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Going beyond knowledge management

Gia Tammone-Park

For law firms and corporate legal departments, knowledge isn’t just a factor in their work—it is the “lifeblood” of everything they do.

iManage Global Product Management Lead Alex Smith recently shared his insights on how legal organizations can build on their knowledge management systems with Peer to Peer, ILTA’s quarterly magazine. In his article “Going Beyond Knowledge Management to Making Knowledge Work”, he argues that knowledge cannot be merely managed. Instead, legal organizations must make full use of their resources for the best results.

Making knowledge work in the knowledge economy

Today, Smith writes, we are “operating in a knowledge economy where there is scarcely nothing more important than knowledge.” Although all legal organizations rely on knowledge, the most strategic organizations look toward making their knowledge management initiatives drive business outcomes, including working more efficiently and improving client service. Organizations that fully leverage their “know-how, know-who, and know-what” can gain a competitive advantage in a knowledge-centric world. 

The three types of knowledge

To make their knowledge work for them, Smith believes that legal organizations must first consider the types of knowledge they deal with and how to best manage them.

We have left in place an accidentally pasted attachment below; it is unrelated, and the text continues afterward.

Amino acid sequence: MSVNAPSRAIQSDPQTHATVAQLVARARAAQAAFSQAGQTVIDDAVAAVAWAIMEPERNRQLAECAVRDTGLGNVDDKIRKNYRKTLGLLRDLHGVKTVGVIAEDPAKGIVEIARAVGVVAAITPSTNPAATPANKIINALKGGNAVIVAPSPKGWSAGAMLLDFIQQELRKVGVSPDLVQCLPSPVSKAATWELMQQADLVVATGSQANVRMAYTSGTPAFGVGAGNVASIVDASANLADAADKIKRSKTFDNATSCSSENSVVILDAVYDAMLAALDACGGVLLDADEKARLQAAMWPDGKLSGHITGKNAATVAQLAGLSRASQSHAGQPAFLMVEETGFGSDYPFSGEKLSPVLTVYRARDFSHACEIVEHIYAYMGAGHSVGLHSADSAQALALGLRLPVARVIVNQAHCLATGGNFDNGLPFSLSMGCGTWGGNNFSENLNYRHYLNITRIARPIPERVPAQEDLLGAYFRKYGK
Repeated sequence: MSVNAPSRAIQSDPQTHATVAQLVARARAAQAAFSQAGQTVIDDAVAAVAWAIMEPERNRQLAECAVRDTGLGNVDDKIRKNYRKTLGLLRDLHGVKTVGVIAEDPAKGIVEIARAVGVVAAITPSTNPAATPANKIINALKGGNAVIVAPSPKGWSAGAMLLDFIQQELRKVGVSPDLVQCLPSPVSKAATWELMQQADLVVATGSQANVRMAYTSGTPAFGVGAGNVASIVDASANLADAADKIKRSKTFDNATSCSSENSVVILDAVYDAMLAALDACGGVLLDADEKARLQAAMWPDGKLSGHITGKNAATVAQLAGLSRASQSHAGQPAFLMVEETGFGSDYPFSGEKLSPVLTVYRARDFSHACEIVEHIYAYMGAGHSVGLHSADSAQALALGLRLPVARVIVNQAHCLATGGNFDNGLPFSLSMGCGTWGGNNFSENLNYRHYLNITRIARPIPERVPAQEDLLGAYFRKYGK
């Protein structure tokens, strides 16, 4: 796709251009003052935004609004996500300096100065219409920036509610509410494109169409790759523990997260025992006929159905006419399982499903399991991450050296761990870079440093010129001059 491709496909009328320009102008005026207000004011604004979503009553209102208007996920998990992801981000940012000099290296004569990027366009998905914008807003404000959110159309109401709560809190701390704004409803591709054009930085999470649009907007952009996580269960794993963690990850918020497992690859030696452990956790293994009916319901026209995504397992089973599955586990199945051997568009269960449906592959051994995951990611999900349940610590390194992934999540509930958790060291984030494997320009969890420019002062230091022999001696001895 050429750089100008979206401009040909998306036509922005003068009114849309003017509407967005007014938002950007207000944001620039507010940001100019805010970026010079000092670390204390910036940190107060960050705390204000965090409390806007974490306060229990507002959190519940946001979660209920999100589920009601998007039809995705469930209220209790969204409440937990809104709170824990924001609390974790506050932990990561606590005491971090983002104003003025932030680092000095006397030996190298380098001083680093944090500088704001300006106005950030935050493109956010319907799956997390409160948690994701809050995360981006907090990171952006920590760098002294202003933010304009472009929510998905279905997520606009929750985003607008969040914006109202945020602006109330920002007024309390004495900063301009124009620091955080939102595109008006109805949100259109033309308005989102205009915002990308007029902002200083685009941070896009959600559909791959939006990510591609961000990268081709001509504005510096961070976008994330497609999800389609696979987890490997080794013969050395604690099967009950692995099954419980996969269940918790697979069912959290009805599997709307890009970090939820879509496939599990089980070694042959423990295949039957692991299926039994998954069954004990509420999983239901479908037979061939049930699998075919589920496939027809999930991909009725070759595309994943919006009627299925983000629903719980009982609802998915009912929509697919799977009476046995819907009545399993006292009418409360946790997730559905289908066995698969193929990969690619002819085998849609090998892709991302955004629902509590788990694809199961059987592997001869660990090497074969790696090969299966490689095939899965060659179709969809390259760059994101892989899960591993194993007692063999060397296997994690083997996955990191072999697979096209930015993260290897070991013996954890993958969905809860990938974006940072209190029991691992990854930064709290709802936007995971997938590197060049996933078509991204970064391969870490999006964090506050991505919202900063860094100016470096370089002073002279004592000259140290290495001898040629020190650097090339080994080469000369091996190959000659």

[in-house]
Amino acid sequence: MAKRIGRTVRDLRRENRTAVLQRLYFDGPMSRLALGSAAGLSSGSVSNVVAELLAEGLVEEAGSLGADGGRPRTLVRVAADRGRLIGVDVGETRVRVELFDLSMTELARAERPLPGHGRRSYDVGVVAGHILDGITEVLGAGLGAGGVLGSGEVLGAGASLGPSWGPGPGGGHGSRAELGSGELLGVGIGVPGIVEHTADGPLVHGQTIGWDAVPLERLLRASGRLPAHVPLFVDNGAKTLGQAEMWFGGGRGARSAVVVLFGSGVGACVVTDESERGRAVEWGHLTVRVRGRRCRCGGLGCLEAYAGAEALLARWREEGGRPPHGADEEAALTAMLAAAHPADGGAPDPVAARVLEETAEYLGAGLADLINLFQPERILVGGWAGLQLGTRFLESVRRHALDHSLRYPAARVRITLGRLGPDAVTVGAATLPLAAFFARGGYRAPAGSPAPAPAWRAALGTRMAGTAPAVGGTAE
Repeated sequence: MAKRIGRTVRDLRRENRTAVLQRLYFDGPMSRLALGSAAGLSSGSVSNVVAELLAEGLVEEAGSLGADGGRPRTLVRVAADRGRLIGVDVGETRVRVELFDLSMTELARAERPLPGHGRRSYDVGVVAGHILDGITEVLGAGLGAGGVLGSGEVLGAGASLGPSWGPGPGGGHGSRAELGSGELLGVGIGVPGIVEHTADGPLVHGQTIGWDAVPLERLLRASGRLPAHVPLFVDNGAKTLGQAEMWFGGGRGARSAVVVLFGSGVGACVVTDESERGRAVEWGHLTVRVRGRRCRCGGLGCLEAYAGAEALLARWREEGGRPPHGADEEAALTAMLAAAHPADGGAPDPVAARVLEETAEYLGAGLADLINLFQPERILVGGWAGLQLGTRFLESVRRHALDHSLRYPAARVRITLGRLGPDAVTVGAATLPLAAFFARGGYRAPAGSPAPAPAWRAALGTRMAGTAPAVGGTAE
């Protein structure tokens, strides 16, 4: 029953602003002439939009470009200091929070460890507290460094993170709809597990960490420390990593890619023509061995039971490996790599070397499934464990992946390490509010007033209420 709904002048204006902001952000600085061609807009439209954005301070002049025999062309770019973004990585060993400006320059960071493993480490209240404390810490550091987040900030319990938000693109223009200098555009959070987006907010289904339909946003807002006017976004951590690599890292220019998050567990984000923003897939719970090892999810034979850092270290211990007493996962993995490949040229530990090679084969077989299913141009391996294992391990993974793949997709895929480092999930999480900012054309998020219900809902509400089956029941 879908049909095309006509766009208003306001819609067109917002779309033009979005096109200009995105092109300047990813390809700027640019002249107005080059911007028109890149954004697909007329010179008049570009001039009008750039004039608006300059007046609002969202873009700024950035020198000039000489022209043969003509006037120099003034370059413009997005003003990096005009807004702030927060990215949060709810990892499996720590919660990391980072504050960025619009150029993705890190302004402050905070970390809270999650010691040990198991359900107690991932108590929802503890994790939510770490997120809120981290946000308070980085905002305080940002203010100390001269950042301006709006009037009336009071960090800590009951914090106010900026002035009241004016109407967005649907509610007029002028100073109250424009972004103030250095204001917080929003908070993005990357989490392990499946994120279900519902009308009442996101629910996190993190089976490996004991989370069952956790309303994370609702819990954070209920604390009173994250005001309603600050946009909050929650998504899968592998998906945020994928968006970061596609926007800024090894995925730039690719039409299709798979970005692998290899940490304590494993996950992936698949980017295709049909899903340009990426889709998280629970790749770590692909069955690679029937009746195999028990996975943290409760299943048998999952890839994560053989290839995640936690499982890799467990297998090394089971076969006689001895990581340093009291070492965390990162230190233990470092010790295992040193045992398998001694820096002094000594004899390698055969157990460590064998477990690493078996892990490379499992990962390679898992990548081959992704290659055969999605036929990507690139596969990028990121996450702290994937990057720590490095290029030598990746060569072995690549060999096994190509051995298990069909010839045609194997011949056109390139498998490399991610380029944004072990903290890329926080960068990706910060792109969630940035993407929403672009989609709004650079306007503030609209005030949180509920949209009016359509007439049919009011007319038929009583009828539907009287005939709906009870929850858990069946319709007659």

• Analytical knowledge is a result of analyzing existing deal and matter documents in order to identify best practices or experts/expertise.

  • Curated knowledge is asset-based and includes the ability to find templates and best practices so that legal professionals don’t have to start with a blank slate on each new assignment.

  • User-encountered knowledge is how legal professionals “interface with and access knowledge.” It has two main components: Search & find for relevant results and recommendations for related content.

Putting knowledge to work 

By identifying and using the three types of knowledge described above, Smith explains that legal organizations can “take those knowledge outputs and deliver them to knowledge workers, so that they can create business outcomes.” The best way to go about this is with an intelligent, AI-powered search tool that can surface the knowledge legal professionals need.

However, Smith cautions, AI is not the whole story. Legal organizations need an integrated knowledge management platform to truly make knowledge work. This includes a secure document management system (DMS) that integrates with email so that all knowledge can be found in one place. A good DMS makes it possible for AI to deliver the best insights to end users.

Seeing the big picture

There’s more to the story of going beyond knowledge management. Read Smith’s piece in Peer to Peer for his complete recommendations on how legal organizations can make knowledge work.

About the author

Gia Tammone-Park